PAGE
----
Pursuant to the trial court's direction, defendant filed a notice of motion on June 21, 1984, requesting an evidentiary hearing pertaining to the constitutionality of the grand and petit jury selection process, full discovery with respect to the issue and a stay of trial. A hearing was conducted on July 5,

1984. In support of his argument, defense counsel presented the affidavit of Jonathan Lamberth, a statistician, who had performed a preliminary study of the racial composition of persons summoned for jury service in prior years. The study disclosed a disparity between the percentage of black people residing in Atlantic County and those summoned for jury service. Additionally, the defense submitted affidavits of members of the criminal defense bar supporting the theory that blacks were substantially under-represented on petit jury panels. During the course of argument, defense counsel represented that discovery and preparation of a statistical analysis could be completed in one or two months. He further estimated that a full evidentiary hearing could be conducted within a period of five trial days.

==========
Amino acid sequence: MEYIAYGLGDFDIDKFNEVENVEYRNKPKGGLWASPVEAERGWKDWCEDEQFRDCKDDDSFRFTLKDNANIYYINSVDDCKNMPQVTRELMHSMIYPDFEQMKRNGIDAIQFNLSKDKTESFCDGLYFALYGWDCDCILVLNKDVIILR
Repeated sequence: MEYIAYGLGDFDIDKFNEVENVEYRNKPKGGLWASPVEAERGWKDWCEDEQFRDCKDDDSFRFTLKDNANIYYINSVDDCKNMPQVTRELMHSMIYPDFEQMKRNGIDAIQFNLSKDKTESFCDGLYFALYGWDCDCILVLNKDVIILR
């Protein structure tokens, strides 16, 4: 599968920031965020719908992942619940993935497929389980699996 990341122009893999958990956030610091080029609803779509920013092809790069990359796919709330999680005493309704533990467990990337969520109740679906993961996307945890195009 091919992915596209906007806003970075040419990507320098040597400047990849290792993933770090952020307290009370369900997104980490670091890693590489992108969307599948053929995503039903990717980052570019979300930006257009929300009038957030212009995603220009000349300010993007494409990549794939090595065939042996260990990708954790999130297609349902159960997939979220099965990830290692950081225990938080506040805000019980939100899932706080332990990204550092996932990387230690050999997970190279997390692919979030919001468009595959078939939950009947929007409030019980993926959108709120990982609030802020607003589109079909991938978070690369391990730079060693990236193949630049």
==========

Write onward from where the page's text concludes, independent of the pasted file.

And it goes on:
Apparently persuaded by defense counsel's arguments, the trial judge granted the application for discovery and an evidentiary hearing. An order was entered staying the trial. Subsequently, the Presiding Judge entered orders precluding the dismissal of similar motions pending in capital cases on the basis of timeliness, consolidating such applications for a hearing and staying all such trials pending disposition of the grand and petit jury challenges. The court rejected the prosecutor's request to proceed with the capital trials and the evidentiary hearing concurrently. Subsequent motions for reconsideration were denied.

The State contends that defendant's challenge to the grand and petit jury arrays was filed well beyond the appropriate time period provided by our rules and should have been dismissed. The principal thrust of the State's claim is that such a motion must be made within 30 days of entry of the original plea absent a showing of good cause. The necessary predicate to the prosecutor's argument is that R. 1:8-3, R. 3:6-2 and R. 3:10-5 should be read in pari materia. Alternatively, the State contends that R. 1:8-3, which requires resolution of questions pertaining